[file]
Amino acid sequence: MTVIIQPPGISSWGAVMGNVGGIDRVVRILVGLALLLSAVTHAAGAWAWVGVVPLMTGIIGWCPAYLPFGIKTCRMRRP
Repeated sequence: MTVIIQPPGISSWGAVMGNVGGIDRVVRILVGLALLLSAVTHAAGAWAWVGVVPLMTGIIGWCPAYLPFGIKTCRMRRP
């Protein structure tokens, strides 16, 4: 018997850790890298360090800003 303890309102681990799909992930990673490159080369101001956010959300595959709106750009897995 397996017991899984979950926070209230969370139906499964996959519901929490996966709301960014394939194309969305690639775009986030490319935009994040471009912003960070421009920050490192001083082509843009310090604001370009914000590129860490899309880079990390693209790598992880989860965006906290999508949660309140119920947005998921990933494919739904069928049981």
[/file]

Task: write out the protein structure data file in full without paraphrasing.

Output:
Amino acid sequence: MTVIIQPPGISSWGAVMGNVGGIDRVVRILVGLALLLSAVTHAAGAWAWVGVVPLMTGIIGWCPAYLPFGIKTCRMRRP
Repeated sequence: MTVIIQPPGISSWGAVMGNVGGIDRVVRILVGLALLLSAVTHAAGAWAWVGVVPLMTGIIGWCPAYLPFGIKTCRMRRP
């Protein structure tokens, strides 16, 4: 018997850790890298360090800003 303890309102681990799909992930990673490159080369101001956010959300595959709106750009897995 397996017991899984979950926070209230969370139906499964996959519901929490996966709301960014394939194309969305690639775009986030490319935009994040471009912003960070421009920050490192001083082509843009310090604001370009914000590129860490899309880079990390693209790598992880989860965006906290999508949660309140119920947005998921990933494919739904069928049981």